Top Critic Average
Death by Game Show has a lot of style, and is a pretty fun take on the tower defence formula. Learning and understanding its new rules, offers a lot of early challenge and enjoyment while teaching everything in a non-obtrusive manner. The problems come in that many things carry over from level to level with no way to get many of the necessary items back if they are lost, which makes some levels truly impossible to beat when the protagonist gets overran. However, as long as the buildings are not lost many levels are simply ploughed over. This extreme divergence is the most pressing issue of an overall decent title.
A lack of variety and a bit of polish on the mechanics leaves the game feeling less like a release and more like a well-made flash game you might find online. With a difficulty rating that shoots sky-high in relatively little time, this is a game that only the hardest of hardcore players will complete and enjoy to its full potential.
Death by Game Show is not an incompetently made game, but as a collection of design decisions the sum and its individual parts are annoying, disappointing or frustrating.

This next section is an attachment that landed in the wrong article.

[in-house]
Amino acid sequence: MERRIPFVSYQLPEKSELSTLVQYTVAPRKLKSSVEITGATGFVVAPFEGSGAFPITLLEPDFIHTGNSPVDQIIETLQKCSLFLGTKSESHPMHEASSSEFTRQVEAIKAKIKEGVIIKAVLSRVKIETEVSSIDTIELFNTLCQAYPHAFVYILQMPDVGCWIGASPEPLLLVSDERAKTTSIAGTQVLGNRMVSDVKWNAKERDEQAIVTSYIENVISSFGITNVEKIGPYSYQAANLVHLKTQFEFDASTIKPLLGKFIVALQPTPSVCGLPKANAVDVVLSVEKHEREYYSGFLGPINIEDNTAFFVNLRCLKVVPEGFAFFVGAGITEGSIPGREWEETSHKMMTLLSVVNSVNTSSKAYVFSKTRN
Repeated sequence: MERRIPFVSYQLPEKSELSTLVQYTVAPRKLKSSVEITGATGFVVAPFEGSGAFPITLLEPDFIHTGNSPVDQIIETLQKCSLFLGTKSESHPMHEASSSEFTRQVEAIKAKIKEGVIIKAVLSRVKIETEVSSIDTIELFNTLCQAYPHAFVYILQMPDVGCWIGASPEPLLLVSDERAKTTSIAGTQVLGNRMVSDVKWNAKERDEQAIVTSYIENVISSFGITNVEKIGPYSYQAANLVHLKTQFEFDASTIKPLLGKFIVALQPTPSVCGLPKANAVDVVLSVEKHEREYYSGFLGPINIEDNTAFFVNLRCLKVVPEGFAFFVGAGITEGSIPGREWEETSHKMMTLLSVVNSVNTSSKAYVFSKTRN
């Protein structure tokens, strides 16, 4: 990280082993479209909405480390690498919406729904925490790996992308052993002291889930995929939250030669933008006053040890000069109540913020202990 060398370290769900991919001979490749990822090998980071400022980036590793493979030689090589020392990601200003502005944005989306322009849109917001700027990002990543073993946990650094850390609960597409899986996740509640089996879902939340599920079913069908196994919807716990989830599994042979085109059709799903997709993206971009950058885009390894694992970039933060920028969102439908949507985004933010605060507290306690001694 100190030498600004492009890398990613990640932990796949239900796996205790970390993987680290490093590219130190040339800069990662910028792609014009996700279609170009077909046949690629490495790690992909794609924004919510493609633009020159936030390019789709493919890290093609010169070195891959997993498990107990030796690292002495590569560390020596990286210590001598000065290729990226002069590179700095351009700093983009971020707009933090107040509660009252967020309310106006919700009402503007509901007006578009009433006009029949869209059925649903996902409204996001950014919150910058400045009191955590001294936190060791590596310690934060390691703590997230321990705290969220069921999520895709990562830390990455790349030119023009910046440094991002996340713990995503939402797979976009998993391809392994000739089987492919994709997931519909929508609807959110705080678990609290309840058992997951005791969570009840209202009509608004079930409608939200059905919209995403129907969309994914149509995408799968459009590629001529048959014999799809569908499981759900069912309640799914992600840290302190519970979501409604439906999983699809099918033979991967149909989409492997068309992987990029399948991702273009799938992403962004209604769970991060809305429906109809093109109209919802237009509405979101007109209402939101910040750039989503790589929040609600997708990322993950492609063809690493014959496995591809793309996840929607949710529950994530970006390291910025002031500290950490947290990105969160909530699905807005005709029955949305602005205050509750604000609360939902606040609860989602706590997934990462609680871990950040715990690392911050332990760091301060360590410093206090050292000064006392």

Oointah have tried to make a game which does something a little different, but haven't really brought all the factors together properly. Mixing a fast paced and strategy with brutal difficulty is a challenge in itself, and making that fun or appealing even more so. Death by Game Show loses that appeal quickly by following the same basic gameplay throughout while punishing the player for even the smallest of mistakes. If you like tough games then this is for you, but fans of strategy or tower defence have much better options available to them.
Playing it was a trial for me every time I fired it up – the firehose of outdated pop culture references and toilet humor made me feel like Alex DeLarge undergoing the Ludovico Technique in A Clockwork Orange. Should I ever find myself on stage for a robot game show in the 26th century, I'll opt for lethal injection instead.